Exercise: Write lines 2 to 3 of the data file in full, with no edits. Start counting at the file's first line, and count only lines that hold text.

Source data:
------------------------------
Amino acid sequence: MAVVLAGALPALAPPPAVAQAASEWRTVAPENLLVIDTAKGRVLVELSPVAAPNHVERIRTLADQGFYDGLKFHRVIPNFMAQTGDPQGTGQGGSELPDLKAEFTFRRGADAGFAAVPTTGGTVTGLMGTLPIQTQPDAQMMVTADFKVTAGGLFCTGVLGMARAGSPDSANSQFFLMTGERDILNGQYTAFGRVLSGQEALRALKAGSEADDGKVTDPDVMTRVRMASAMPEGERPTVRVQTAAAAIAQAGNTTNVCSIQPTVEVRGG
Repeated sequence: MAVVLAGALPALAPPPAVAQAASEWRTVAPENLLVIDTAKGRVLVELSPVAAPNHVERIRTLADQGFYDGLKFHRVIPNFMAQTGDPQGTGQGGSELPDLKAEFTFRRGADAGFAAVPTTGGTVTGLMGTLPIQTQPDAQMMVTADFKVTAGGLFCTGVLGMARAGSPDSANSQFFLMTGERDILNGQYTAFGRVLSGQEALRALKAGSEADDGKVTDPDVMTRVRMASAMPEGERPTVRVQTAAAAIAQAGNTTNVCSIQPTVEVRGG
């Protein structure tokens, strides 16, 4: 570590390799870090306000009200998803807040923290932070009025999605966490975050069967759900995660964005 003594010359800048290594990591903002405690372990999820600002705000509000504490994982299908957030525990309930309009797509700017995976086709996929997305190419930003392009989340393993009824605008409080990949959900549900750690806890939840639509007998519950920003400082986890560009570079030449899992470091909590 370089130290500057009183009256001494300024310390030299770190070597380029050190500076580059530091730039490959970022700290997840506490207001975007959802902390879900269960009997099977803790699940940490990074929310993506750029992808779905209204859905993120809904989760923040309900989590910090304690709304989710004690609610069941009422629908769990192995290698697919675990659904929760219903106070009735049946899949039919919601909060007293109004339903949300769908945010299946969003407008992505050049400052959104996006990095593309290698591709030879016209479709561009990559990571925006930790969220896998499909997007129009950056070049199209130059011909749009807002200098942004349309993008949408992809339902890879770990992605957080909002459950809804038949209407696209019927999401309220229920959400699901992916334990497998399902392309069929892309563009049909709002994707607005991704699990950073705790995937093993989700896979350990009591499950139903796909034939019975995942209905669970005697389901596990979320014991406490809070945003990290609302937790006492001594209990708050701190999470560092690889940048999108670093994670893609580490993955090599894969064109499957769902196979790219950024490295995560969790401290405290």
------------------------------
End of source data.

Repeated sequence: MAVVLAGALPALAPPPAVAQAASEWRTVAPENLLVIDTAKGRVLVELSPVAAPNHVERIRTLADQGFYDGLKFHRVIPNFMAQTGDPQGTGQGGSELPDLKAEFTFRRGADAGFAAVPTTGGTVTGLMGTLPIQTQPDAQMMVTADFKVTAGGLFCTGVLGMARAGSPDSANSQFFLMTGERDILNGQYTAFGRVLSGQEALRALKAGSEADDGKVTDPDVMTRVRMASAMPEGERPTVRVQTAAAAIAQAGNTTNVCSIQPTVEVRGG
């Protein structure tokens, strides 16, 4: 570590390799870090306000009200998803807040923290932070009025999605966490975050069967759900995660964005 003594010359800048290594990591903002405690372990999820600002705000509000504490994982299908957030525990309930309009797509700017995976086709996929997305190419930003392009989340393993009824605008409080990949959900549900750690806890939840639509007998519950920003400082986890560009570079030449899992470091909590 370089130290500057009183009256001494300024310390030299770190070597380029050190500076580059530091730039490959970022700290997840506490207001975007959802902390879900269960009997099977803790699940940490990074929310993506750029992808779905209204859905993120809904989760923040309900989590910090304690709304989710004690609610069941009422629908769990192995290698697919675990659904929760219903106070009735049946899949039919919601909060007293109004339903949300769908945010299946969003407008992505050049400052959104996006990095593309290698591709030879016209479709561009990559990571925006930790969220896998499909997007129009950056070049199209130059011909749009807002200098942004349309993008949408992809339902890879770990992605957080909002459950809804038949209407696209019927999401309220229920959400699901992916334990497998399902392309069929892309563009049909709002994707607005991704699990950073705790995937093993989700896979350990009591499950139903796909034939019975995942209905669970005697389901596990979320014991406490809070945003990290609302937790006492001594209990708050701190999470560092690889940048999108670093994670893609580490993955090599894969064109499957769902196979790219950024490295995560969790401290405290």